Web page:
Anonymous said...

I feel good knowing Maine is just 5 miles 'down the road'. I always make sure I have my map, because my drives to Nowhere, often get me there and I have to find my way back. For those who have never done it, a ride on Route 1 as far north as you care to go, is about as good as it gets. Just don't ignore the little side roads that go to the ocean and lunch at a seafood shack glued to a rock just above high tide. If there is a heaven, I hope it is in Maine and of course that I get there.

Anonymous said...

Just reading this column makes me want to move away from the hell on earth that is Texas in the summer...

Diane Gurien, Kearsarge NH said...

Another inspiring, relaxing and beautiful travel piece by Tom McLaughlin. A pleasure to read, as usual.

I agree with the first comment, grateful for our proximity to the Maine coast.

Thank you, Tom!

Rhonda said...

Ok, and now I want to go to Maine, and if anyone asks me, I will tell them, "Because I keep reading about how beautiful and interesting it is on Tom McLaughlin's column".

Anonymous said...

The key to coming to Maine, If you are a "Flatlander", is to listen, stay silent a few seconds longer than you normally would before you ask the question. Leave the way of life from where you came right there where you came from and experience our way of life. This is the fastest way I know of to get the locals to know, and accept you as one of them. It should only take 2 generations instead of 3 or 4.

Stanley Manning said...

Yes, Maine is still an astounding place, in spite of Tom and his ilk's determination to destroy the environment. Don't be fooled by his professed love of nature. He would gladly see it all destroyed in the name of capitalism and the "free market". I grew up in the area Tom speaks of. Though out of the country and in a war zone now, it annoys me that he has contaminated my home it with his aura.

Anonymous said...

Funny, Tom's pals on AMG think Maine sucks.

Tom McLaughlin said...

Having a bad day Stan?

Anonymous said...

The fact that your in a war zone leads me to believe that you are there fighting for your country and it's constitution that it lives by. Yet reading your post it's obvious that you despise capitalism and the free market. I'm not sure if they taught you to do any thinking in the public school that you went to but the first question I've got for you to ponder and I really think you should ponder this seriously: Why the "Bleep" are you over there fighting and and committing to DIE for your country if necessary when you obviously hate the Same country and what it stands for (Capitalism).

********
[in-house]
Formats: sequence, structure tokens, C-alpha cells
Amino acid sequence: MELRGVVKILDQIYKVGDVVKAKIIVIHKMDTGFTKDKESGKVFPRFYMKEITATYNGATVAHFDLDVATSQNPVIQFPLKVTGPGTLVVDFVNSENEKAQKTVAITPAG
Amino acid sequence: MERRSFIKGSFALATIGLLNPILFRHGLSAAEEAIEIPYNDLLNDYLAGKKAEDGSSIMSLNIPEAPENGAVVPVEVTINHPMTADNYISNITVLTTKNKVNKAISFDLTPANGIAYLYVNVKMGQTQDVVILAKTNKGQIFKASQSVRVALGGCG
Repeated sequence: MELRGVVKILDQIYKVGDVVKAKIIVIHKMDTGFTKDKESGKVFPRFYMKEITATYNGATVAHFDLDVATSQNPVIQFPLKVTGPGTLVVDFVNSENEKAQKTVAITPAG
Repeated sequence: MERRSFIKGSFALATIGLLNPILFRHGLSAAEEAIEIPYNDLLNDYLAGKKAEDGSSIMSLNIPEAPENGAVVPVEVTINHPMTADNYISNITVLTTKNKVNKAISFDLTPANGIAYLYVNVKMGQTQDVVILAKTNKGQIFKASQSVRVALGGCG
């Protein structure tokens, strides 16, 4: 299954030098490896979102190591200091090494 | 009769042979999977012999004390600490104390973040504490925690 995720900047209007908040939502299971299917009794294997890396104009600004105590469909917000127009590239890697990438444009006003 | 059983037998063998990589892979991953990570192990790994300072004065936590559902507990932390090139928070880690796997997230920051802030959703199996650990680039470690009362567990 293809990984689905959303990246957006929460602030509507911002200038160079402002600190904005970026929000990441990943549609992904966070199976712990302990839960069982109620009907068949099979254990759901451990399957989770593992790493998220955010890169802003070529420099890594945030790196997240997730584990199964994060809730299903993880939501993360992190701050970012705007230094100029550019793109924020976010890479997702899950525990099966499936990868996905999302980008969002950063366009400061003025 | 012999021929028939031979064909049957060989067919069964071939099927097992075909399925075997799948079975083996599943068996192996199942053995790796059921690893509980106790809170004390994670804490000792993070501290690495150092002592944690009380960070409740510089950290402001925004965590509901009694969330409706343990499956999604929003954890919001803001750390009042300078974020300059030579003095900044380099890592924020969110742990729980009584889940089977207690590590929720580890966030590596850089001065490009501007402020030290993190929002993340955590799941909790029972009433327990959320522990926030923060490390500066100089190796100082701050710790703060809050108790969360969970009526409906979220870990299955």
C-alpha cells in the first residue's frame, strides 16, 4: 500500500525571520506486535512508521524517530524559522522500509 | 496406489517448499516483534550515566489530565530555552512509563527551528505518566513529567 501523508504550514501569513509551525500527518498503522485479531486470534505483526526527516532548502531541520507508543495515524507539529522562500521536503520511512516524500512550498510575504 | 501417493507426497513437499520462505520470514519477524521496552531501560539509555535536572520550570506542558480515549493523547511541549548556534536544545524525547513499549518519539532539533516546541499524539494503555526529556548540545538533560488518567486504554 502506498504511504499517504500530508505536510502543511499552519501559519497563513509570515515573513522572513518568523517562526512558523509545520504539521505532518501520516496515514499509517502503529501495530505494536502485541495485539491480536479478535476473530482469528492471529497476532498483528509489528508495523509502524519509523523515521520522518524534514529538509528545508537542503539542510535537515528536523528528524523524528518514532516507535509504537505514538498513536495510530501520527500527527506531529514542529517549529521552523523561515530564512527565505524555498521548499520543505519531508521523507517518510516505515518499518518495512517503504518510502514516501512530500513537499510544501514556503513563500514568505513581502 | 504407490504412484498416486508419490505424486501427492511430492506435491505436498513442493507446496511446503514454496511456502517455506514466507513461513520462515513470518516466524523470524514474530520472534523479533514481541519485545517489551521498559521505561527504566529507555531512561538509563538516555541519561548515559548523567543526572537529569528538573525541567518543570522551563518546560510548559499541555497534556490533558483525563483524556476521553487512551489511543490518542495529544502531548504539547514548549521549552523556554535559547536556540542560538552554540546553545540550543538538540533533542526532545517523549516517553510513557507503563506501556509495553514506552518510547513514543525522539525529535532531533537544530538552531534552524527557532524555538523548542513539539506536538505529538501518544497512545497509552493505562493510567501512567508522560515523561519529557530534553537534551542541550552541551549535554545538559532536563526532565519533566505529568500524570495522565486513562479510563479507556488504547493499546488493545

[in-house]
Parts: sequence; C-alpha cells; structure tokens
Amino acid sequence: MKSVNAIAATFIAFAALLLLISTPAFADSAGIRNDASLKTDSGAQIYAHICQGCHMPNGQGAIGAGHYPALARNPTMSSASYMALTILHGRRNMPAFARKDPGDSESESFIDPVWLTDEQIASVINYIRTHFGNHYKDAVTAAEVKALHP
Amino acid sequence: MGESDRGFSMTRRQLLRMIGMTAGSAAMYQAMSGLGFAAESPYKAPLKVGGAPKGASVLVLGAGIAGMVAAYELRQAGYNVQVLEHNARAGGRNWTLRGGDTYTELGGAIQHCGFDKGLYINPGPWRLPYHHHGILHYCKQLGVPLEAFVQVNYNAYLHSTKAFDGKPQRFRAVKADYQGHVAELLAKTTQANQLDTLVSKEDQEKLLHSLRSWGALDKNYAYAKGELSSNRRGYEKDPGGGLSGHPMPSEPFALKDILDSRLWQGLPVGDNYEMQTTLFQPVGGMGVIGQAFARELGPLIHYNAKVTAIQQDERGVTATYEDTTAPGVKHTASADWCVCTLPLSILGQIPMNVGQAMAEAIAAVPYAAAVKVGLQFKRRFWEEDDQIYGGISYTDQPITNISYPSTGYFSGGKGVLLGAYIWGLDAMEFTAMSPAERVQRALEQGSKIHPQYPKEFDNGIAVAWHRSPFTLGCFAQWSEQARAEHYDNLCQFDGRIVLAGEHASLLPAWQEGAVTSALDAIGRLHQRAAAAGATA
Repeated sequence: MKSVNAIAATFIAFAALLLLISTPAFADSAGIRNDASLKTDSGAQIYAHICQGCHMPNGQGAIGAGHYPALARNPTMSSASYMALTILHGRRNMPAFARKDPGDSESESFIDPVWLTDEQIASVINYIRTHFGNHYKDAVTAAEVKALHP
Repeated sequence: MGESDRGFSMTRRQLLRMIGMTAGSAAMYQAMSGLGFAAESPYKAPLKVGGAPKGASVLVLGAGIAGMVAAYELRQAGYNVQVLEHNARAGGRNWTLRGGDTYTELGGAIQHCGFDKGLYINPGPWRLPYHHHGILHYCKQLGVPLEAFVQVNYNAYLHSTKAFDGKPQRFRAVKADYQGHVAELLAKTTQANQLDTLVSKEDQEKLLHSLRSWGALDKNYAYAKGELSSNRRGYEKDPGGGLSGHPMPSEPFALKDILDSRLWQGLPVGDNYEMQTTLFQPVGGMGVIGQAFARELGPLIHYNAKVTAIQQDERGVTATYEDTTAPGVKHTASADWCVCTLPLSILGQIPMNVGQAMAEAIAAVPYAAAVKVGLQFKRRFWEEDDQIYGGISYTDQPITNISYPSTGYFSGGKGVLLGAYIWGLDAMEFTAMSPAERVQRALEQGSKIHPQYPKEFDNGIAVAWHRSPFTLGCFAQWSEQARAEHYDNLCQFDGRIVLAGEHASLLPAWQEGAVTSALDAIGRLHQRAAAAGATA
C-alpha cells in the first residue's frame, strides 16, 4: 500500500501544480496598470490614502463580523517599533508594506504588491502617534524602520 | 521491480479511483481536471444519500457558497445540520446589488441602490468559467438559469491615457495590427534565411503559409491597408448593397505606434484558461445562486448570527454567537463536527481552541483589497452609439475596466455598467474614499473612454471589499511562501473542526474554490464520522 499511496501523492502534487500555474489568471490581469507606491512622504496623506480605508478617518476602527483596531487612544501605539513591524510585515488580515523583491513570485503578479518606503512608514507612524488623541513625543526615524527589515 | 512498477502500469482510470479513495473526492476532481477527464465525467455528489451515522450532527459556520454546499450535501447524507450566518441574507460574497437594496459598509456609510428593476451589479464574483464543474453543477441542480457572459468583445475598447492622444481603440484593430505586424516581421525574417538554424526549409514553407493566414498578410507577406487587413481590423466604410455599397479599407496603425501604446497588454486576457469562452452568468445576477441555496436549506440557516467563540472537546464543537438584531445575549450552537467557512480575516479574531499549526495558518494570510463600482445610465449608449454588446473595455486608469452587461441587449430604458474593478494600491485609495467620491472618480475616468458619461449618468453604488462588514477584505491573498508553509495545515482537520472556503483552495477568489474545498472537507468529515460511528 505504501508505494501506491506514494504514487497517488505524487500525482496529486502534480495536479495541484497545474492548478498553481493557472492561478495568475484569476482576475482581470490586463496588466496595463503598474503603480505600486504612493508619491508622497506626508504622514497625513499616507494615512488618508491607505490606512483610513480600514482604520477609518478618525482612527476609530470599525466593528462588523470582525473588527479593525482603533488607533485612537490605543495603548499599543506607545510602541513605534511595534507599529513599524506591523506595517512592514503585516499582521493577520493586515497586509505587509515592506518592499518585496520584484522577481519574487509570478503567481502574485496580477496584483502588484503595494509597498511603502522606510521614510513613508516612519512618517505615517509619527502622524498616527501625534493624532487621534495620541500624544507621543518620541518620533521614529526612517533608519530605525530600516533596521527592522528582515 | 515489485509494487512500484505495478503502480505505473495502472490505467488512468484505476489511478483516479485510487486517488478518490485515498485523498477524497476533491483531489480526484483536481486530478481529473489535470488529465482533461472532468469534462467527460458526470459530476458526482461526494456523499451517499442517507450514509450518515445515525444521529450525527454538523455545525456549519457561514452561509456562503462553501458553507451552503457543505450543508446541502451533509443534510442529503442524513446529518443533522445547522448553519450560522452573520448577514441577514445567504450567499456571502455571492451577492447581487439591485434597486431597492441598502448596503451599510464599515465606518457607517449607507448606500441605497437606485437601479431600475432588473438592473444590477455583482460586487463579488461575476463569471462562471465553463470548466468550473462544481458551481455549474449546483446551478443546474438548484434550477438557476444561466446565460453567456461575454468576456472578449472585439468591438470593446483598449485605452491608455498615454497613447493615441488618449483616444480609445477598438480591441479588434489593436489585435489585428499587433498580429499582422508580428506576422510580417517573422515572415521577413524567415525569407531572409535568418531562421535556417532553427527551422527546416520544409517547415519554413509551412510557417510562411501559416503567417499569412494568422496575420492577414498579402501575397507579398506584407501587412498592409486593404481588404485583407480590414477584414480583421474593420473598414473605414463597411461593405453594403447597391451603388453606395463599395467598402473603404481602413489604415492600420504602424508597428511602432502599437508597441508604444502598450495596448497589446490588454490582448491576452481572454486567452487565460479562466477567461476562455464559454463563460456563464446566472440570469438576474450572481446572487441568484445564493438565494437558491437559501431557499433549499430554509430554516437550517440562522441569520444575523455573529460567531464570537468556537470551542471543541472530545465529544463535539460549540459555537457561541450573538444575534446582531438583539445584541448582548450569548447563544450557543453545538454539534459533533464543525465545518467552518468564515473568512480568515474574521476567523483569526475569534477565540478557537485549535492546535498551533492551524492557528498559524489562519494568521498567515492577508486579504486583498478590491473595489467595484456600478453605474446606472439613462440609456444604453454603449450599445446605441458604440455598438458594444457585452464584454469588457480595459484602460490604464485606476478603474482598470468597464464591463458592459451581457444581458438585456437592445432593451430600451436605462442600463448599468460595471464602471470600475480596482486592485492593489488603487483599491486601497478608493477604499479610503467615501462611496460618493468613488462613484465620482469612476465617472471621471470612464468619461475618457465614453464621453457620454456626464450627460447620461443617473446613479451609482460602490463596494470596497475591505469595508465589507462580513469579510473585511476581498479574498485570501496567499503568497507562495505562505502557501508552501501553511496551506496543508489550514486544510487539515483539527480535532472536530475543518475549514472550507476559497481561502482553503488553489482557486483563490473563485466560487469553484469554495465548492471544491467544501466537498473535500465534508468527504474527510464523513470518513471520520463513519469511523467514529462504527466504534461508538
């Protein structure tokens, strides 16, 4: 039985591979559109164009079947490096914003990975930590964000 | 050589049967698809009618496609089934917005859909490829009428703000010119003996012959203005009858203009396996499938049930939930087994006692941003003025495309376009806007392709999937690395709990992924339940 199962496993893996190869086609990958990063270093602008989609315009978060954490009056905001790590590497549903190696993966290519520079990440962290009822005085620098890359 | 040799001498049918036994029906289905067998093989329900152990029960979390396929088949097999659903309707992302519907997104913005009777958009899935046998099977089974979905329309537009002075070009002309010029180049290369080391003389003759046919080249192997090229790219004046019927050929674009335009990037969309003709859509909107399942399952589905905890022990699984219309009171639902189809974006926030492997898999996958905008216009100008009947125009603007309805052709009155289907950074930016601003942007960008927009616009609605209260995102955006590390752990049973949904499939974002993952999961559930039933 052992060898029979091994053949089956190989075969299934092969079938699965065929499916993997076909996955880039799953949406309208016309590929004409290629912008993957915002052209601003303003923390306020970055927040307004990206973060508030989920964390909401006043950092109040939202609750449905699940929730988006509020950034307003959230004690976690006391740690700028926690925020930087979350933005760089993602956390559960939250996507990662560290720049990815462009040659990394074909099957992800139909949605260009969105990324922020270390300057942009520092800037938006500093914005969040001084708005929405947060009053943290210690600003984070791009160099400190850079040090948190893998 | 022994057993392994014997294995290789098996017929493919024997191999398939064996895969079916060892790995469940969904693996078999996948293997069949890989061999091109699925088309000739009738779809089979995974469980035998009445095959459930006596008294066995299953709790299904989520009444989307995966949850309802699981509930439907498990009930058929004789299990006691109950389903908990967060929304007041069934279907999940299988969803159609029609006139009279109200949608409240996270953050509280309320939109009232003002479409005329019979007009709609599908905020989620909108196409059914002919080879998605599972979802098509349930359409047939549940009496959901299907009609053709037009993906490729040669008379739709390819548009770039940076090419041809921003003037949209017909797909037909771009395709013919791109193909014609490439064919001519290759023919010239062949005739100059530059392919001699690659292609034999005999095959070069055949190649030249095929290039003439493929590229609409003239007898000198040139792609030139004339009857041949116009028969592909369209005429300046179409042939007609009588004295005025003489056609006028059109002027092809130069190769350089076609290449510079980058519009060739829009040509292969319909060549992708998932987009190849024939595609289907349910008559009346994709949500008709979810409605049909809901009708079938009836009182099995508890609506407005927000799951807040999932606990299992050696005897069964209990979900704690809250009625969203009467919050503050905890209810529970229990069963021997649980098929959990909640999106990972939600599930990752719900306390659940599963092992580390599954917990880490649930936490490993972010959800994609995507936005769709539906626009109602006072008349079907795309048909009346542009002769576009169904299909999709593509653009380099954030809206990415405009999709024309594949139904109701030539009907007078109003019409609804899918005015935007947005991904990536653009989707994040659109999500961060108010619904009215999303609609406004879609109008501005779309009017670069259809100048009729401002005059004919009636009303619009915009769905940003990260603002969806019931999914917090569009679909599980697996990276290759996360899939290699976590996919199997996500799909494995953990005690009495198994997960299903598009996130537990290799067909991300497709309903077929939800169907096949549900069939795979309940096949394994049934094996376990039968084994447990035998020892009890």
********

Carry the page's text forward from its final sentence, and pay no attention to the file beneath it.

I have sat here and pondered this about you for an hour now and I've come to this conclusion Skippy; YOUR A "LIB-TARD" Here's your sign!!

Name withheld for fear of being put on the Obamma watch list.

Anonymous said...

I couldn't help but laugh thinking about all the houses near where I live near Fryebug, that are completely trashed. It's sad to see. I wish Maine wouldn't expand any more and stay as "America's Portal To The Past." Not a lot of big cities and traffic. Those pictures were beautiful! I wish I could go there to see what it's like!
-Makayla K.

Tom McLaughlin said...

Thanks Makayla. That's high praise coming from a photographer as good as you.

Anonymous said...

We returned this past weekend to my native North Carolina from three glorious weeks on Moose Pond. This is the first time I have been able to spend that long a time in one streach at the camp since I first started coming in 1973. It was wonder. (One caveat: I have not been to Maine in the winter.) My response to the question is really very simple. First, no matter what the air temperature, the pond is always a short walk and a cool dip away. Second, there may be some "junky" looking yards and buildings, but for the most part, the people aren't. In my opinion the Maine and North Carolina people have a lot in common. If one cares enough about people in general to take the time, it takes just two minutes of conversation to find out that Mainers are friendly, helpful and hard working. I haven't met a Mainer yet that didn't work at least two or three jobs. Life is more about living, looking after your family and friends and being neighborly than seeing how many people you can insult or ridicule every day. I too cringe when I encounter at Hanniford those loud, pushy, people in a hurry. (I too assume they are from that nearby state that will go unmentioned.) If you are looking for ritzy or glamorous, maybe you could find a tiny bit somewhere in Portland, but I hope not. It's not what I would be looking for; and I think most Mainers that I have met would not be looking for it either. Perhaps as much as anything, we are talking about a state of mind.